Over the last few years, several strides have been made in the realm of robotics. From smart planters to submersible drones, these innovations are designed to make life easier for their operators. This intention is particularly true at Dawn ver.β, a pop-up cafe staffed by automatons that offer agency to “those who have difficulty working.”
Developed by Kentaro Yoshifuji—the CEO of Ory Laboratories—the OriHime-D is a server that relies on remote control. What sets this four-foot-tall bot apart from other robo-waiters, however, is the fact that it is operated purely by people who are paralyzed.
Working from wheelchairs and beds, ten disabled individuals took turns controlling three OriHime-D robots during Dawn ver.β’s eight-day run in 2018. Using computers, they were able to command each cafe-based bot to move, speak, and serve—even if their own mobility was limited to eye movements.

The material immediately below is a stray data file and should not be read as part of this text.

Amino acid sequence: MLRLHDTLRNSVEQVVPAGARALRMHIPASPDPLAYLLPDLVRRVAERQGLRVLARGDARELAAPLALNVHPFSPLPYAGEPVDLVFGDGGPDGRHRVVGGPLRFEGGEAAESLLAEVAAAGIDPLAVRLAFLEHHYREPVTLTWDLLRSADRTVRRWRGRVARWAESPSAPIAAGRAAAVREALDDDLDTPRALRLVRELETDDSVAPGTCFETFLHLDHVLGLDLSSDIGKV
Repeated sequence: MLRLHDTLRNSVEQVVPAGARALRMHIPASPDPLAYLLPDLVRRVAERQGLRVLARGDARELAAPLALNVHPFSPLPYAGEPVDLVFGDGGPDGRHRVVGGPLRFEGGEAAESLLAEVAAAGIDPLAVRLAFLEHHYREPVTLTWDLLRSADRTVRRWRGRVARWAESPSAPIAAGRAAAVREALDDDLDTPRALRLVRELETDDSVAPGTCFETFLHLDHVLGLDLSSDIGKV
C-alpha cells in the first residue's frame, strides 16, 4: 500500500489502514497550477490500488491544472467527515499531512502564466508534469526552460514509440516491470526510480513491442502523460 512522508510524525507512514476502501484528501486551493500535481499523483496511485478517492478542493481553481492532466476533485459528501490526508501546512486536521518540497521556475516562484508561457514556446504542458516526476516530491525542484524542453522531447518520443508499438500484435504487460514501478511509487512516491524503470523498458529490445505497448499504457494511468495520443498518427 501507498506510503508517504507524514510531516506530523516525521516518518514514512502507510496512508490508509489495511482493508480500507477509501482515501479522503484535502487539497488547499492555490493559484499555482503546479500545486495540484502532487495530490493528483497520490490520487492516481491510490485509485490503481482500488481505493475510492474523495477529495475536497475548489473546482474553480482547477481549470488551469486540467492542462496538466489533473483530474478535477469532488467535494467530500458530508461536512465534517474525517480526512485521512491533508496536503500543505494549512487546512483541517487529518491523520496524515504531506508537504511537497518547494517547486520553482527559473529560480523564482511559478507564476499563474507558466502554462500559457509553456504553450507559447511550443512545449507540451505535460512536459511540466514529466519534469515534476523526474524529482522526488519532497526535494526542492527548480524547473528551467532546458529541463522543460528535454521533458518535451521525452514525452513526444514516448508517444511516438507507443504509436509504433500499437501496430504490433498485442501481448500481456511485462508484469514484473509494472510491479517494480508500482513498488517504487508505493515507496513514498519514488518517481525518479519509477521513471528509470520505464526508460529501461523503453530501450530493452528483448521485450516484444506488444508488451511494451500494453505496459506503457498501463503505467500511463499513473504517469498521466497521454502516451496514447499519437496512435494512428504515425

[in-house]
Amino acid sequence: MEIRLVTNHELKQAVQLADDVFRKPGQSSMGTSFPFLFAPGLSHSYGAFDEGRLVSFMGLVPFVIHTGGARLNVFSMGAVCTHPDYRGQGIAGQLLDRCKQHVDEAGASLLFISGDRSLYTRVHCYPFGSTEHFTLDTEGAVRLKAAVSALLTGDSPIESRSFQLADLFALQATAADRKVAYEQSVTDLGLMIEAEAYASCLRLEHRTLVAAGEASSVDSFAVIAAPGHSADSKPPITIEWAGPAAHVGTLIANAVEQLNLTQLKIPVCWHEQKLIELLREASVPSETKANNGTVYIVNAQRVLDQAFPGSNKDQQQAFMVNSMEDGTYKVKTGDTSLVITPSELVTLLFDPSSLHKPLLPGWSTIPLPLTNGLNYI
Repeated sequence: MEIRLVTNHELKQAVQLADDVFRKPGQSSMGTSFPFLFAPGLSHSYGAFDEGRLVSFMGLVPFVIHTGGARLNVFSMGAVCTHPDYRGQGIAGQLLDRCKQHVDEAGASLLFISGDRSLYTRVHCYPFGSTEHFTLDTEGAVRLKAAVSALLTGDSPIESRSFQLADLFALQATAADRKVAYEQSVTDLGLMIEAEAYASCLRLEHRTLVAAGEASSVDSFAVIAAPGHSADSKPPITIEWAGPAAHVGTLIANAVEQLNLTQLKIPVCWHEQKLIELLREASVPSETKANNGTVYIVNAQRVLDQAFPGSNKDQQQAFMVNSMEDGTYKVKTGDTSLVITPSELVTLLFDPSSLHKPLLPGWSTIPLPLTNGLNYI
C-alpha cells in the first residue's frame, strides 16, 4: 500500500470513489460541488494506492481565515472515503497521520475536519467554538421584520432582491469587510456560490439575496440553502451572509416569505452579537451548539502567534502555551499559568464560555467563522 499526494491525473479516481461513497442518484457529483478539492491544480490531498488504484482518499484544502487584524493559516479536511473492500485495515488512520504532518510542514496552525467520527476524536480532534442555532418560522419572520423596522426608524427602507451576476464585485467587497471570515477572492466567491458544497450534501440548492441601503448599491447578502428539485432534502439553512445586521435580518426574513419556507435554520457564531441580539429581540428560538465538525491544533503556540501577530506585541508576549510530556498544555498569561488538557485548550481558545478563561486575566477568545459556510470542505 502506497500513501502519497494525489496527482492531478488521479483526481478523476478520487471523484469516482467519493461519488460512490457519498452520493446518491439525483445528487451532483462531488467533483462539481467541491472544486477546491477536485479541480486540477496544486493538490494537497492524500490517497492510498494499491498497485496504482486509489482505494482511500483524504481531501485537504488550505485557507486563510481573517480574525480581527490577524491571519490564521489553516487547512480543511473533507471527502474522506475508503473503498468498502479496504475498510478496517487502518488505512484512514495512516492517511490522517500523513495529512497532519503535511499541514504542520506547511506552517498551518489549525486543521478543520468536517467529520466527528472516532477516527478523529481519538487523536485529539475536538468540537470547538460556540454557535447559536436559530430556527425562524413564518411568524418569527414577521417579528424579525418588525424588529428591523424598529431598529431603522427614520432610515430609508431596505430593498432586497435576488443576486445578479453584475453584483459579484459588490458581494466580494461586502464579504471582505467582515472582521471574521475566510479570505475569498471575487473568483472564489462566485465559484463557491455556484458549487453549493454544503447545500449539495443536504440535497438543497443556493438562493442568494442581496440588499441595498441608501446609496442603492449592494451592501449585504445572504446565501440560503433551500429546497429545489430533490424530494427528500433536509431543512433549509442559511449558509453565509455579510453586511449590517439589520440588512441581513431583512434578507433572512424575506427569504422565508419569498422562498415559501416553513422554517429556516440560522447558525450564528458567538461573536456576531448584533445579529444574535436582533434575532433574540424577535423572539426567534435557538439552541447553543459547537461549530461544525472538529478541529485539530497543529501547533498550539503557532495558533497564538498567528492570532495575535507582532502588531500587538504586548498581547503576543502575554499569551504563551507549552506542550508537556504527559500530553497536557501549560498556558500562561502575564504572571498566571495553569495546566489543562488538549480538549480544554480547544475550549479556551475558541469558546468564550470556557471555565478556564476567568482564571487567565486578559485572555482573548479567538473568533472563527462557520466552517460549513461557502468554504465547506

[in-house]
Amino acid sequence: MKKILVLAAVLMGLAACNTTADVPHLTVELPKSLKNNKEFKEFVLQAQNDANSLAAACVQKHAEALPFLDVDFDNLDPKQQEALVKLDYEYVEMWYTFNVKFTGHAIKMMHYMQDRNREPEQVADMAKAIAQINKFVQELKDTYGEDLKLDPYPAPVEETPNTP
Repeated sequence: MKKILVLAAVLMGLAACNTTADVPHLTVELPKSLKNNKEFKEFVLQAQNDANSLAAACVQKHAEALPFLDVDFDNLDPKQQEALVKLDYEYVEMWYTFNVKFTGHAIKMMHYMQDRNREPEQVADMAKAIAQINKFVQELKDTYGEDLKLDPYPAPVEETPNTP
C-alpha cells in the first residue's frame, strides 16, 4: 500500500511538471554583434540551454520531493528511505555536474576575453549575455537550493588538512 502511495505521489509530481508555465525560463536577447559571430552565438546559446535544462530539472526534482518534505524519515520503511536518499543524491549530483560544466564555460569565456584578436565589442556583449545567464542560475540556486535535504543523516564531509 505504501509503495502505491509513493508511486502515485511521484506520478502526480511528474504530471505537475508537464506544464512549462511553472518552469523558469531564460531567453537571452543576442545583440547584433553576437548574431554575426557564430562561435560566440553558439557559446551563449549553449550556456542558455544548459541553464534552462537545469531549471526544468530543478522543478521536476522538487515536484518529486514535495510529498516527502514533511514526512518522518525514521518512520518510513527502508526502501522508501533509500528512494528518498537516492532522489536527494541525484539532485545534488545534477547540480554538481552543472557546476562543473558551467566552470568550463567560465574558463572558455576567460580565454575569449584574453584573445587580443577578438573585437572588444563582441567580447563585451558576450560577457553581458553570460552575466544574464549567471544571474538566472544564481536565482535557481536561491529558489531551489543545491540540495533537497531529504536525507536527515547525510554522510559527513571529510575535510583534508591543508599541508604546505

In exchange for their service, each operator was paid 1,000 yen (around $8.80) an hour. More important than money, however, each individual was given the opportunity to connect with others and, in turn, reconnect with themselves. “I was very happy because I could talk to people and make them happy,” Hiroki Okabe, who suffers from ALS, said. “I found myself again thanks to my avatar.”
While Dawn ver.β closed on December 7, 2018, Kentaro Yoshifuji hopes to open a permanent space by 2020.
Dawn ver.β, a pop-up cafe in Tokyo, was staffed by three OriHime-D. What makes these robotic servers particularly unique is that they were operated by paralyzed people.
See how these disabled individuals used the OriHime-D to speak and serve customers.
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